Listed as a UNESCO-World Heritage Site, the Natural Park of Ses Salines is a maritime nature reserve that encompasses the area of southern Ibiza Island and northern Formentera Island as well as the sea channel in between the two islands. The majority (75%) of the natural park covers water and represents 9,000 hectares of the park compared with 2,838 hectares of land. An interesting feature is the expanse of underwater meadows with aquatic plants that are only found in the Mediterranean. These underwater environments allow a diversity of fish and other organisms to flourish. The other aspect of the park is the land covered with Mediterranean shrubs, coastal pine trees, and rare cliff vegetation. Birdwatchers will be delighted by the sightings, with more than 200 different species of birds making their home in this park. Flamingos, black-winged stilt, Audouin's gull, and the Balearic shearwater can be spotted here. Other animal life is also found in abundance, such as lizards, unique native species of snails, and beetles.
7 Mahón: Capital of Menorca Island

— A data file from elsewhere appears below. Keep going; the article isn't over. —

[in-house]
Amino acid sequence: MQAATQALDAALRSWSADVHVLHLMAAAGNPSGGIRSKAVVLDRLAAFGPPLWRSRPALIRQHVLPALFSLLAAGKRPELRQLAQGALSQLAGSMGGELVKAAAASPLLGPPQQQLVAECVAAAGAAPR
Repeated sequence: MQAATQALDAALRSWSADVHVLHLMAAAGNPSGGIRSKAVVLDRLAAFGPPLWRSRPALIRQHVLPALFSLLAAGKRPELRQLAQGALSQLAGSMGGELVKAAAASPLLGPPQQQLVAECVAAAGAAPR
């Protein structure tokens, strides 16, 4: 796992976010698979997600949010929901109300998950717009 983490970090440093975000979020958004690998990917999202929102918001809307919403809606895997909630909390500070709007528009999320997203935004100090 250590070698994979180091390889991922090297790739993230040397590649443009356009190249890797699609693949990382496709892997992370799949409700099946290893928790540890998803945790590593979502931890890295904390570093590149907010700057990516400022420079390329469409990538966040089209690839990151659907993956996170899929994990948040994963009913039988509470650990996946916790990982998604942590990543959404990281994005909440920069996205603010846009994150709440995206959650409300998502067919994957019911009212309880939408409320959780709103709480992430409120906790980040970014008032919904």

Mahón stands dramatically on a cliff's edge at the eastern end of Menorca Island. The town was founded here for strategic purposes, because it has an excellent natural harbor and a protected location sheltered from wind and inclement weather. Visitors arriving by sea will be delighted by the scenery as the boat makes its way past old forts, islands, and coves toward the harbor. Mahón is a laid-back town with a slow pace that families with kids will appreciate. Enjoy a leisurely walk through the old streets while taking in the sea views. Be sure to stop at the Plaza de España, a spacious town square where a traditional market is held under the arcades of a former Carmelite priory. Gracing the square is the Iglesia del Carmen, an impressive Neoclassical church built in the 18th century. For the best views of the harbor, head to the Plaza Miranda by taking a narrow stepped lane from the Rampa. In the beginning of September, the town has a lively religious fiesta honoring the Virgen de Gracia, with traditional processions, marching bands, and colorful celebrations.